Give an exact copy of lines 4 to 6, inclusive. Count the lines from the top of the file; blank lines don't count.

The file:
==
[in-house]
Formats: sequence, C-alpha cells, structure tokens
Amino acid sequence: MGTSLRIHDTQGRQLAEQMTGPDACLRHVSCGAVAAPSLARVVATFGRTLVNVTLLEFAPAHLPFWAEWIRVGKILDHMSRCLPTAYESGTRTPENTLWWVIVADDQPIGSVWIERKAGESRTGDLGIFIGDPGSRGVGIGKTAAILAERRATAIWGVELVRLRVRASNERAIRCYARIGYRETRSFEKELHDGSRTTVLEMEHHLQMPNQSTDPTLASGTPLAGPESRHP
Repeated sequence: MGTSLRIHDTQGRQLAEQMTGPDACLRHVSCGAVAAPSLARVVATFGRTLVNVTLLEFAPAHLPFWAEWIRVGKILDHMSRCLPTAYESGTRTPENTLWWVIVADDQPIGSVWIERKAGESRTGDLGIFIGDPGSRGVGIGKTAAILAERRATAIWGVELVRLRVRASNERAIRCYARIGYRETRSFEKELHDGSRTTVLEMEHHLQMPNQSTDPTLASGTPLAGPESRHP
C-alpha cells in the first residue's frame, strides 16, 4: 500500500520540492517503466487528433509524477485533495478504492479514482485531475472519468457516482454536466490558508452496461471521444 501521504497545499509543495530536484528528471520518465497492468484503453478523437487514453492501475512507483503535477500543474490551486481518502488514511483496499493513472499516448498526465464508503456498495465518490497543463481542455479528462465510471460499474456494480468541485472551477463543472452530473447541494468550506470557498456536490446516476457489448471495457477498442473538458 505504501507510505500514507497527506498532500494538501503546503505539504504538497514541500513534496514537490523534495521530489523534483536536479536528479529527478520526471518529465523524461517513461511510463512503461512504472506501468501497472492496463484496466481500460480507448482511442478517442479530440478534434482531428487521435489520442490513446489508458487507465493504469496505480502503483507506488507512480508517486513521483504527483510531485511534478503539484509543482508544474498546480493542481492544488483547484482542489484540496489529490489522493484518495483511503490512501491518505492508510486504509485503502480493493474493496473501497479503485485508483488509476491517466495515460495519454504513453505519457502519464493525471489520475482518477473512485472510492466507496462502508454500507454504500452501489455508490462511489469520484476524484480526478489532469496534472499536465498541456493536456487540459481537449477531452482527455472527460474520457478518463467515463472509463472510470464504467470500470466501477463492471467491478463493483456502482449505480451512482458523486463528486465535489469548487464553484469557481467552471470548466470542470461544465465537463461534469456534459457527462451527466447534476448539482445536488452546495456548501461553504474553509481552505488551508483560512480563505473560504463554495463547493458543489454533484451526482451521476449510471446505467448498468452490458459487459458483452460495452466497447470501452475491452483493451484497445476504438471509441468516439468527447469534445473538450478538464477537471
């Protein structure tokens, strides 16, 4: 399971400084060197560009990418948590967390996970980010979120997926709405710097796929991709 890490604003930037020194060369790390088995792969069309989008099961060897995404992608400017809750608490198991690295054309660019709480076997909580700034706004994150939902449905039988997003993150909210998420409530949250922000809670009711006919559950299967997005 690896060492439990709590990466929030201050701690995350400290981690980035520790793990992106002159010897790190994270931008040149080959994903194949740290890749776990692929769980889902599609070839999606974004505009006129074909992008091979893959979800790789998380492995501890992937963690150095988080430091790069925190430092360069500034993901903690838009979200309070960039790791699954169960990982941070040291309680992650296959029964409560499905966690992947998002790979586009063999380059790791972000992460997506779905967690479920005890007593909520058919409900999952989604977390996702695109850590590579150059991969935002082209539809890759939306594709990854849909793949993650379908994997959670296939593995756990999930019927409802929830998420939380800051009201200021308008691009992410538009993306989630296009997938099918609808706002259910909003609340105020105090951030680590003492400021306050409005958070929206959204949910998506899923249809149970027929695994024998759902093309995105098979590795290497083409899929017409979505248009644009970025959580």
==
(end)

Repeated sequence: MGTSLRIHDTQGRQLAEQMTGPDACLRHVSCGAVAAPSLARVVATFGRTLVNVTLLEFAPAHLPFWAEWIRVGKILDHMSRCLPTAYESGTRTPENTLWWVIVADDQPIGSVWIERKAGESRTGDLGIFIGDPGSRGVGIGKTAAILAERRATAIWGVELVRLRVRASNERAIRCYARIGYRETRSFEKELHDGSRTTVLEMEHHLQMPNQSTDPTLASGTPLAGPESRHP
C-alpha cells in the first residue's frame, strides 16, 4: 500500500520540492517503466487528433509524477485533495478504492479514482485531475472519468457516482454536466490558508452496461471521444 501521504497545499509543495530536484528528471520518465497492468484503453478523437487514453492501475512507483503535477500543474490551486481518502488514511483496499493513472499516448498526465464508503456498495465518490497543463481542455479528462465510471460499474456494480468541485472551477463543472452530473447541494468550506470557498456536490446516476457489448471495457477498442473538458 505504501507510505500514507497527506498532500494538501503546503505539504504538497514541500513534496514537490523534495521530489523534483536536479536528479529527478520526471518529465523524461517513461511510463512503461512504472506501468501497472492496463484496466481500460480507448482511442478517442479530440478534434482531428487521435489520442490513446489508458487507465493504469496505480502503483507506488507512480508517486513521483504527483510531485511534478503539484509543482508544474498546480493542481492544488483547484482542489484540496489529490489522493484518495483511503490512501491518505492508510486504509485503502480493493474493496473501497479503485485508483488509476491517466495515460495519454504513453505519457502519464493525471489520475482518477473512485472510492466507496462502508454500507454504500452501489455508490462511489469520484476524484480526478489532469496534472499536465498541456493536456487540459481537449477531452482527455472527460474520457478518463467515463472509463472510470464504467470500470466501477463492471467491478463493483456502482449505480451512482458523486463528486465535489469548487464553484469557481467552471470548466470542470461544465465537463461534469456534459457527462451527466447534476448539482445536488452546495456548501461553504474553509481552505488551508483560512480563505473560504463554495463547493458543489454533484451526482451521476449510471446505467448498468452490458459487459458483452460495452466497447470501452475491452483493451484497445476504438471509441468516439468527447469534445473538450478538464477537471
């Protein structure tokens, strides 16, 4: 399971400084060197560009990418948590967390996970980010979120997926709405710097796929991709 890490604003930037020194060369790390088995792969069309989008099961060897995404992608400017809750608490198991690295054309660019709480076997909580700034706004994150939902449905039988997003993150909210998420409530949250922000809670009711006919559950299967997005 690896060492439990709590990466929030201050701690995350400290981690980035520790793990992106002159010897790190994270931008040149080959994903194949740290890749776990692929769980889902599609070839999606974004505009006129074909992008091979893959979800790789998380492995501890992937963690150095988080430091790069925190430092360069500034993901903690838009979200309070960039790791699954169960990982941070040291309680992650296959029964409560499905966690992947998002790979586009063999380059790791972000992460997506779905967690479920005890007593909520058919409900999952989604977390996702695109850590590579150059991969935002082209539809890759939306594709990854849909793949993650379908994997959670296939593995756990999930019927409802929830998420939380800051009201200021308008691009992410538009993306989630296009997938099918609808706002259910909003609340105020105090951030680590003492400021306050409005958070929206959204949910998506899923249809149970027929695994024998759902093309995105098979590795290497083409899929017409979505248009644009970025959580």